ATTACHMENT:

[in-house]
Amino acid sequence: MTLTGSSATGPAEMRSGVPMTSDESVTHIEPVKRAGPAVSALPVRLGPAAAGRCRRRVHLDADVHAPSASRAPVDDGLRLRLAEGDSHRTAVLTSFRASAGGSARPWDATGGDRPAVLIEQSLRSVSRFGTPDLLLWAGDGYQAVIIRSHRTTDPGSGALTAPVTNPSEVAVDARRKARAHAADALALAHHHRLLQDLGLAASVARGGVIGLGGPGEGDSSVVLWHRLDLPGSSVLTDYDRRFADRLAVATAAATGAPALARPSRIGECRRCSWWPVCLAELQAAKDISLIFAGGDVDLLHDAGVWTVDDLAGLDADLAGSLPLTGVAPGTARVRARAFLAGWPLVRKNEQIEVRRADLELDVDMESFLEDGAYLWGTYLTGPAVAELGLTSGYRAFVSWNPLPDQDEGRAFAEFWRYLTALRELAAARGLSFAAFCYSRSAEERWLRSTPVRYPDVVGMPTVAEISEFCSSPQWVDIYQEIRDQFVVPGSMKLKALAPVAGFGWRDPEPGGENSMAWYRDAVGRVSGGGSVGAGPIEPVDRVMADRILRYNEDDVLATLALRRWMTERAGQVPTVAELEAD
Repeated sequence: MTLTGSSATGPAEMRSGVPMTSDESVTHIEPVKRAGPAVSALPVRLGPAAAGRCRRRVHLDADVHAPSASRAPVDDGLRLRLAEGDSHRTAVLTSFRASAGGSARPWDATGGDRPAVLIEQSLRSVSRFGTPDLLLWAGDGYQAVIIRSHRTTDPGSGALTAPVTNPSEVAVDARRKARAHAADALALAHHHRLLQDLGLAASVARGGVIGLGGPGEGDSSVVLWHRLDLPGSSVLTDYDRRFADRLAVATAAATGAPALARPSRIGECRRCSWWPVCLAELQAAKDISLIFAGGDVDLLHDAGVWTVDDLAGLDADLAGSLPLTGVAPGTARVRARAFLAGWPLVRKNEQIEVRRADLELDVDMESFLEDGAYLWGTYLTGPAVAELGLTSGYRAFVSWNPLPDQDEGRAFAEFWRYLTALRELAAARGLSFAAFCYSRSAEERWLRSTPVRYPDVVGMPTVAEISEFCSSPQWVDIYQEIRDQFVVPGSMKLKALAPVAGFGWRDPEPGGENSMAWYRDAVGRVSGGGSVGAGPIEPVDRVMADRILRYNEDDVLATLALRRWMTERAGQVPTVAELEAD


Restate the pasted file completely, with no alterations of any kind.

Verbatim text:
[in-house]
Amino acid sequence: MTLTGSSATGPAEMRSGVPMTSDESVTHIEPVKRAGPAVSALPVRLGPAAAGRCRRRVHLDADVHAPSASRAPVDDGLRLRLAEGDSHRTAVLTSFRASAGGSARPWDATGGDRPAVLIEQSLRSVSRFGTPDLLLWAGDGYQAVIIRSHRTTDPGSGALTAPVTNPSEVAVDARRKARAHAADALALAHHHRLLQDLGLAASVARGGVIGLGGPGEGDSSVVLWHRLDLPGSSVLTDYDRRFADRLAVATAAATGAPALARPSRIGECRRCSWWPVCLAELQAAKDISLIFAGGDVDLLHDAGVWTVDDLAGLDADLAGSLPLTGVAPGTARVRARAFLAGWPLVRKNEQIEVRRADLELDVDMESFLEDGAYLWGTYLTGPAVAELGLTSGYRAFVSWNPLPDQDEGRAFAEFWRYLTALRELAAARGLSFAAFCYSRSAEERWLRSTPVRYPDVVGMPTVAEISEFCSSPQWVDIYQEIRDQFVVPGSMKLKALAPVAGFGWRDPEPGGENSMAWYRDAVGRVSGGGSVGAGPIEPVDRVMADRILRYNEDDVLATLALRRWMTERAGQVPTVAELEAD
Repeated sequence: MTLTGSSATGPAEMRSGVPMTSDESVTHIEPVKRAGPAVSALPVRLGPAAAGRCRRRVHLDADVHAPSASRAPVDDGLRLRLAEGDSHRTAVLTSFRASAGGSARPWDATGGDRPAVLIEQSLRSVSRFGTPDLLLWAGDGYQAVIIRSHRTTDPGSGALTAPVTNPSEVAVDARRKARAHAADALALAHHHRLLQDLGLAASVARGGVIGLGGPGEGDSSVVLWHRLDLPGSSVLTDYDRRFADRLAVATAAATGAPALARPSRIGECRRCSWWPVCLAELQAAKDISLIFAGGDVDLLHDAGVWTVDDLAGLDADLAGSLPLTGVAPGTARVRARAFLAGWPLVRKNEQIEVRRADLELDVDMESFLEDGAYLWGTYLTGPAVAELGLTSGYRAFVSWNPLPDQDEGRAFAEFWRYLTALRELAAARGLSFAAFCYSRSAEERWLRSTPVRYPDVVGMPTVAEISEFCSSPQWVDIYQEIRDQFVVPGSMKLKALAPVAGFGWRDPEPGGENSMAWYRDAVGRVSGGGSVGAGPIEPVDRVMADRILRYNEDDVLATLALRRWMTERAGQVPTVAELEAD